him and the young Raphael. Sigismondo Tizio, in his MS., gives his
opinion that Bernardino surpassed Perugino as a painter, but that he had
less sense and prudence than Vannucci, and was given to empty chatter.

A small number of Pintoricchio's works cannot be dated, and we must be
satisfied with mentioning them, and considering the times at which they
might have been produced.

His name is written variously in the documents of the time. In the
grants of land signed by Cardinal Camerlengo, it is Pentoricchio, and
Pentorichio on the fresco of Geometry in the Borgia rooms. Cardinal
Baglioni writes it Pintorichio. In Grania's petition it appears as
Pinturicchio. He himself signs his last picture, the "Cross-bearing
Christ" in the Palazzo Borromeo, Pintoricchio, and to this form I have
adhered. In the documents he is usually styled Messer Bernardino.



Umbria is a land of late development in the history of Italian painting,
and of a sharp division in the character of its art. No town of the
importance of Siena, second only to Florence, held sway in that part of
Italy, nor do we find any name in its early history which we can place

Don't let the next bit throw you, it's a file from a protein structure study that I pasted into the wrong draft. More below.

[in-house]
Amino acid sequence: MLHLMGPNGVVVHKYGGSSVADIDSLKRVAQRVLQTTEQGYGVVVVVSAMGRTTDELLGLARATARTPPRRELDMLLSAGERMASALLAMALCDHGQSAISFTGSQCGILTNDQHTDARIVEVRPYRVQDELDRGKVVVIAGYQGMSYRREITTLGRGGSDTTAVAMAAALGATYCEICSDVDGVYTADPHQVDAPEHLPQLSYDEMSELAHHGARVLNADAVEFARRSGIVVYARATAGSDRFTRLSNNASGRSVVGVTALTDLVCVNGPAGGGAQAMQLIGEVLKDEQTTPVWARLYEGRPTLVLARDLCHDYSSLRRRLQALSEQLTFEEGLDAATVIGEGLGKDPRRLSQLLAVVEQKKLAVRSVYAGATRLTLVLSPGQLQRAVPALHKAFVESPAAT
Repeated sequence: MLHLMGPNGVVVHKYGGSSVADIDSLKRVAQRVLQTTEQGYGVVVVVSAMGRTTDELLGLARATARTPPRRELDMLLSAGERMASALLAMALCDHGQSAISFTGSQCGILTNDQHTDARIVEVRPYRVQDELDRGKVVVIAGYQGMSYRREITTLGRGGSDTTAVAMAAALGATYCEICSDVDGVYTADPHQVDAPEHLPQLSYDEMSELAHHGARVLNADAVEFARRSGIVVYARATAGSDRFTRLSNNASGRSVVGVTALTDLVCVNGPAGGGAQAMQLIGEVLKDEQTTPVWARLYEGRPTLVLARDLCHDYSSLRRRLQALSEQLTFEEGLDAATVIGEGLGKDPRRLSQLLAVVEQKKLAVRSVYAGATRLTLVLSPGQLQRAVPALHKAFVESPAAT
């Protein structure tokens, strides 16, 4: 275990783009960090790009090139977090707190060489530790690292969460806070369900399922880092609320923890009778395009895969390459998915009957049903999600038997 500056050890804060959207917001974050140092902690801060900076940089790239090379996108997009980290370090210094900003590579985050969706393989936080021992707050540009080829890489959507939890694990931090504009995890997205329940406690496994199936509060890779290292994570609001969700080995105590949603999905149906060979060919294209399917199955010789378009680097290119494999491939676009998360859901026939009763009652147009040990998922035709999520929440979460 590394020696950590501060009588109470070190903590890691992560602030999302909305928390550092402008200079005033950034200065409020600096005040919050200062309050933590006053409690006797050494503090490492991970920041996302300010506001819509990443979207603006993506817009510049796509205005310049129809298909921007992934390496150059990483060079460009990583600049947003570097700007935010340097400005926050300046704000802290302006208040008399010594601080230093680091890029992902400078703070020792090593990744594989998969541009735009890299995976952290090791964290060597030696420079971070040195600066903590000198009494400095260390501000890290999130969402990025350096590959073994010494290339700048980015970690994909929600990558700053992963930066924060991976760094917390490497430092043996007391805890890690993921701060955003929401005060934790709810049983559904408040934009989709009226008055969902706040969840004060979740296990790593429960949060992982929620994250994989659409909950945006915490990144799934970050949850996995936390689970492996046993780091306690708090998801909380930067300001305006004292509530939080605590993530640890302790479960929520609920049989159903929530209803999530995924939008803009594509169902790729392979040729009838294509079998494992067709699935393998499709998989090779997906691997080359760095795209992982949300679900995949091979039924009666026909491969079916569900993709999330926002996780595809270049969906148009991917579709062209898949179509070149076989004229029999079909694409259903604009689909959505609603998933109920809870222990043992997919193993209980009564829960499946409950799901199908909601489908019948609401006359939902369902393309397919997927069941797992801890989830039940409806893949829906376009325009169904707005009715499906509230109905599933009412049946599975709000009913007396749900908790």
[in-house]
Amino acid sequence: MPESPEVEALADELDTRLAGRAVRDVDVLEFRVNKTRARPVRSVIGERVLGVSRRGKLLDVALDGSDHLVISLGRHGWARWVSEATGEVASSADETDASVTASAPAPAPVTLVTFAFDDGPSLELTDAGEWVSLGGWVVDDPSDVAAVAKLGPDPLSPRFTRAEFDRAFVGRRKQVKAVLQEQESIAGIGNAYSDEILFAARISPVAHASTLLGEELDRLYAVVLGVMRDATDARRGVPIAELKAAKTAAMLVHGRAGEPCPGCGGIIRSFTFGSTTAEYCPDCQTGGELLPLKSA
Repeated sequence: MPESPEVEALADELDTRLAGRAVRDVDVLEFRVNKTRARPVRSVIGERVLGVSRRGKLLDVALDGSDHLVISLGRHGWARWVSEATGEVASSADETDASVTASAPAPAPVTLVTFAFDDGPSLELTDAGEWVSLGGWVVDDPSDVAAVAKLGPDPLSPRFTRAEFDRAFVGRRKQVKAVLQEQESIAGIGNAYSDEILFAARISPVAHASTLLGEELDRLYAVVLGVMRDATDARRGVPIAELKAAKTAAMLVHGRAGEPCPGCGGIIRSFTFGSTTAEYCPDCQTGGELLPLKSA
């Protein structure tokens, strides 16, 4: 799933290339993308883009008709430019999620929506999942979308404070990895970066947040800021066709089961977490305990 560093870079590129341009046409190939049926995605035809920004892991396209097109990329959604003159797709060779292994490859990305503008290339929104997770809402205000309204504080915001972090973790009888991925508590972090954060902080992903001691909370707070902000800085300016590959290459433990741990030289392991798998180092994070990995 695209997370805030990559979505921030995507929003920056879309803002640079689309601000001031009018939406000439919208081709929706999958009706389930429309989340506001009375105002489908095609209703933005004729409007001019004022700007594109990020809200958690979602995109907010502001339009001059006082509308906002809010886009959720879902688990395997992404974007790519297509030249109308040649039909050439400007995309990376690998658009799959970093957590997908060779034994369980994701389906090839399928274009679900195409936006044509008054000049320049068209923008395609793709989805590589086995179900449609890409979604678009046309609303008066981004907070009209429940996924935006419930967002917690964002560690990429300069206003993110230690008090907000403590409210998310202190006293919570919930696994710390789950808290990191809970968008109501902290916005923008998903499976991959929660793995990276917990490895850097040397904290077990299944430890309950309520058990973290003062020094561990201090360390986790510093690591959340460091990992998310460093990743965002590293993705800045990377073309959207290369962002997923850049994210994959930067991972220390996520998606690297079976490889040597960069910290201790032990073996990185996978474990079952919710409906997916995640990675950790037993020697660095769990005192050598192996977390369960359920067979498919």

side by side with Giotto, Orcagna, or Duccio di Buoninsegna. It is
difficult to account for this: the Umbrian plains were indeed ravaged
again and again with blood and carnage, were seized upon, now by this
party, and now by that; but all acquaintance with the art of the
Renaissance bears in upon us that art as a rule only flourished more
strongly when fed by war and ruin. One tyrant after another, as he
rested from his conquests, became the patron of the painters. Pictures
were painted to immortalise great victories, the altar-piece upon which
the fame of Duccio chiefly hangs, was ordered by the Consiglio of Siena
as a thank-offering to the Virgin after the battle of Monte Aperto.

The accounts of the cathedral at Orvieto give us names of artists who
devoted themselves to its decoration towards the end of the fourteenth
century--others were working in Perugia, painting effigies of traitors,
hanging head downwards on the walls of the Palazzo Pubblico, but we have
no reason to rank them higher than those who have left traces of their
work in the little votive chapels that lie in the hills and